@Dan:

      Thanks for the compliments by the way!

  9. pseudoerasmus / May 15 2014 6:21 PM

    Flynn Flynn Flynn Flynn ! I hate that monosyllable. When someone as well informed and intelligent as Tyler Cowen can keep repeating that every time the subject of IQ comes up, you know there is something seriously wrong. Even Flynn himself acknowledged (or seemed to, at some point), what’s driving the Flynn Effect is what drives the racial gap in IQ.

  10. Peter Connor / May 15 2014 8:26 PM

    The amazing part about differences in population intelligence levels is: 1.how highly correlated these “unreliable” measurements world wide are with intellectual achievement and economic success, and 2. how easily they are explained by environmental factors including isolation, lack of intellectual work in the population, bottlenecks, etc. I guess some scientists (and economists like Greg Clark) are just incredibly lucky.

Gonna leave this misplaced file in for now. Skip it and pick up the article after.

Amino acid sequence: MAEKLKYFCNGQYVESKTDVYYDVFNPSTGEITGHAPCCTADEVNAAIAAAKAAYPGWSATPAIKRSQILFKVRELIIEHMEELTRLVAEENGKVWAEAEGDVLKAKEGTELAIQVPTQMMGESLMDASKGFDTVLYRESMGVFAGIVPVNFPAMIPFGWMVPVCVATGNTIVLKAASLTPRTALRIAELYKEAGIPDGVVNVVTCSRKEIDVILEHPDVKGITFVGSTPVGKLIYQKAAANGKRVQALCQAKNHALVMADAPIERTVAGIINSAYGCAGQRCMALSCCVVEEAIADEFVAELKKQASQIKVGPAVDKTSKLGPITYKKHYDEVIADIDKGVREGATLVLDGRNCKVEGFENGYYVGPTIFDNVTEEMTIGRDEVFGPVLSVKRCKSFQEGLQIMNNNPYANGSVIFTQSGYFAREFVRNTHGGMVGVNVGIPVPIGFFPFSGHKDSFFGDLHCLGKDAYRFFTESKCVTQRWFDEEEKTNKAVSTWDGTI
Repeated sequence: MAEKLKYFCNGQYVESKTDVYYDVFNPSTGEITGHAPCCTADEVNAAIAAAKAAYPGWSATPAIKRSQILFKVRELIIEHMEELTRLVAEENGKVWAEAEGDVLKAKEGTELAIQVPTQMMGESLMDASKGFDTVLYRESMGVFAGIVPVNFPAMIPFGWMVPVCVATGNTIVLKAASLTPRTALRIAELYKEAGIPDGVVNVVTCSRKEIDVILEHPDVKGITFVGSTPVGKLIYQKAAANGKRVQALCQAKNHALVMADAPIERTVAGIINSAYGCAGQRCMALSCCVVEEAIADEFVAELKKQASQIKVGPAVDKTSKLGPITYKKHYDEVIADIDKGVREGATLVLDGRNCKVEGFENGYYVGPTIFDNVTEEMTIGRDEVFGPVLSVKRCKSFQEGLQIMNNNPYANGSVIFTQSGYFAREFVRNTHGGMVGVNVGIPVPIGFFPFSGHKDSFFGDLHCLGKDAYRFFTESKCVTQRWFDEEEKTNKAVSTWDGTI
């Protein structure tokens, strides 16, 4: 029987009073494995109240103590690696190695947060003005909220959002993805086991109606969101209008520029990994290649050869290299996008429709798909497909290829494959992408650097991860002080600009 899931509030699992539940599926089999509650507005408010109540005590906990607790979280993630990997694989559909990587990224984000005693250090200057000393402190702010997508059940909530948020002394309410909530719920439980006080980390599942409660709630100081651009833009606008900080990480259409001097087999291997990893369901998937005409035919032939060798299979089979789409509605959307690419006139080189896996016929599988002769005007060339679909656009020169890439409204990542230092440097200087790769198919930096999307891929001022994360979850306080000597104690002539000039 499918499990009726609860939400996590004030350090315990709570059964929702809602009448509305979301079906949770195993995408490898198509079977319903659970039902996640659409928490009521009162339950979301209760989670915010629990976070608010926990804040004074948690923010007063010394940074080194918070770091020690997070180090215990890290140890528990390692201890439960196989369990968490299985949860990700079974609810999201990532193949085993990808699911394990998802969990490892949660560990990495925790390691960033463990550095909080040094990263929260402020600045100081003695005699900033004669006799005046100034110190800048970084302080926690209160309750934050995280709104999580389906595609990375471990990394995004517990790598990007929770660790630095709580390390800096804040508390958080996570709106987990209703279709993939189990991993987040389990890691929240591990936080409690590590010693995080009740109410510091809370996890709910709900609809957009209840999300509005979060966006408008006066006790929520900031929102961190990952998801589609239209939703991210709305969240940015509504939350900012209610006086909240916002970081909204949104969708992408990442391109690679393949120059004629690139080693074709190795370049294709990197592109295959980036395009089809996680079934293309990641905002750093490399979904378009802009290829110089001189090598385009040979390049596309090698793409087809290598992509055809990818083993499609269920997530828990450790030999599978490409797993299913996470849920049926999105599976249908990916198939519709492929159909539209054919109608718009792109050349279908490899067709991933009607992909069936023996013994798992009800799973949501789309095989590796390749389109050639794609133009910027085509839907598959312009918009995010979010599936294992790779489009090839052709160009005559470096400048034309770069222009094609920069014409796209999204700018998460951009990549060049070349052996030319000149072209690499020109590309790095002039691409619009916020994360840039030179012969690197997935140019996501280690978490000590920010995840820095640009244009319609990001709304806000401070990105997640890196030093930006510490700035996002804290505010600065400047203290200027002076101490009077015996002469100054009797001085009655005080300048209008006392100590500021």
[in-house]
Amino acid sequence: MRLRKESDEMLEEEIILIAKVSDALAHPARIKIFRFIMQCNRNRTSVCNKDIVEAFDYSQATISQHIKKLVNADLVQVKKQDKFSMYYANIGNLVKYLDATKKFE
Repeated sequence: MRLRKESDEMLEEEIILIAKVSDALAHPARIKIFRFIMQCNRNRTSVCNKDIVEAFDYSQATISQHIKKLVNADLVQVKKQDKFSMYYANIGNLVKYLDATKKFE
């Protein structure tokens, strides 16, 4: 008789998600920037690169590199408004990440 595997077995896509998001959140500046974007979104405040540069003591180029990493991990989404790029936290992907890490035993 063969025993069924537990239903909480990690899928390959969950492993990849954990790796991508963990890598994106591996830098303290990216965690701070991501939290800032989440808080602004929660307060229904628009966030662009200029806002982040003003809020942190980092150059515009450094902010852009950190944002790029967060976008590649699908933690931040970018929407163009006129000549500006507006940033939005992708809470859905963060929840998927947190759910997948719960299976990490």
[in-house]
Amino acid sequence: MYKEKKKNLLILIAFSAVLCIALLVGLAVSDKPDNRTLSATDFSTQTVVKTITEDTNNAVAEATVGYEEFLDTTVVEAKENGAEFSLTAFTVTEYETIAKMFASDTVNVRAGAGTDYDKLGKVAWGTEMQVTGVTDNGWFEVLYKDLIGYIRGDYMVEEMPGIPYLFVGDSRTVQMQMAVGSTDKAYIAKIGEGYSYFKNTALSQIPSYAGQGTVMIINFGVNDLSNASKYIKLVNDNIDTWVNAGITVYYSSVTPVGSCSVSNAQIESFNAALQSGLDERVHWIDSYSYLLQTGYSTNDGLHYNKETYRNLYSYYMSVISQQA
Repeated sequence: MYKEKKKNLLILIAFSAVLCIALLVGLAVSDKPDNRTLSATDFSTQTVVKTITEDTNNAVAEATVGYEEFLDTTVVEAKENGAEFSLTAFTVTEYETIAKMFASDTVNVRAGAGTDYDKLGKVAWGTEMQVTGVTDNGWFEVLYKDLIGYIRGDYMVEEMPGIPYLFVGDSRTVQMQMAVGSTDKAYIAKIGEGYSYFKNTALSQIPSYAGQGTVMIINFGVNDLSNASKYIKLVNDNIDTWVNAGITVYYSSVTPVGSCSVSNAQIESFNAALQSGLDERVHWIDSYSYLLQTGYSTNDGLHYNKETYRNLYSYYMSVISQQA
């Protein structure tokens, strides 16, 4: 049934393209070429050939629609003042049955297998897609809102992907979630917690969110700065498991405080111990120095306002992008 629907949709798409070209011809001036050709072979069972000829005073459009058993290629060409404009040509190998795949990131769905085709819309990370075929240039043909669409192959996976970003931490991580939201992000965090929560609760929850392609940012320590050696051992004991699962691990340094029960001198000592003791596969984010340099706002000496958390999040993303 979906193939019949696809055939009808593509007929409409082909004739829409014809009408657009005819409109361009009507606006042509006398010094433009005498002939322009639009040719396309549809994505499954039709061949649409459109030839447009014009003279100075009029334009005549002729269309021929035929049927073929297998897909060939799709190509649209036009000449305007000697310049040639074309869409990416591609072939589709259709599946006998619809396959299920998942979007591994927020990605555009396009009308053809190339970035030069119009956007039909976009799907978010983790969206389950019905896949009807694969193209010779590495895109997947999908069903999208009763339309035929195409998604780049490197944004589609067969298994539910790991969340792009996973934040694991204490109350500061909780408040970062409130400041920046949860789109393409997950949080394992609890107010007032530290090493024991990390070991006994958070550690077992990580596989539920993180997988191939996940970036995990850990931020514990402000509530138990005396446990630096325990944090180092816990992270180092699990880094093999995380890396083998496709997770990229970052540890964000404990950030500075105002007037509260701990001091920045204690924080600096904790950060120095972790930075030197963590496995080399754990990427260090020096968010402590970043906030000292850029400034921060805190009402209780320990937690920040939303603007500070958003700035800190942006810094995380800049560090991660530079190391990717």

11. 420blazeitfgt / May 15 2014 11:21 PM

    “They have an innate belief that we can engineer a better society if we try hard enough – the Utopian Vision, as discussed by Steven Pinker in The Blank Slate.”

    That is true. From The Better Angels of Our Nature:
    “Figure 7–10 plots the surveyed annual rate of rape over the past four decades. It shows that in thirty-five years the rate has fallen by an astonishing 80 percent, from 250 per 100,000 people over the age of twelve in 1973 to 50 per 100,000 in 2008. In fact, the decline may be even greater than that, because women have almost certainly been more willing to report being raped in recent years, when rape has been recognized as a serious crime, than they were in earlier years, when rape was often hidden and trivialized.”

  12. jjbees / May 16 2014 11:18 AM

    Dude, man up and publish a book.

    You have 200 long ass blog posts, that would easily give you a 500 page book with or without all the pictures/figures.

    I’ll buy it.

    Books–> wider readership–> ??
    Blog –> hbd circlejerk

  13. Virtue / May 16 2014 6:35 PM

    Wade might be understating the case, but aren’t you overstating it?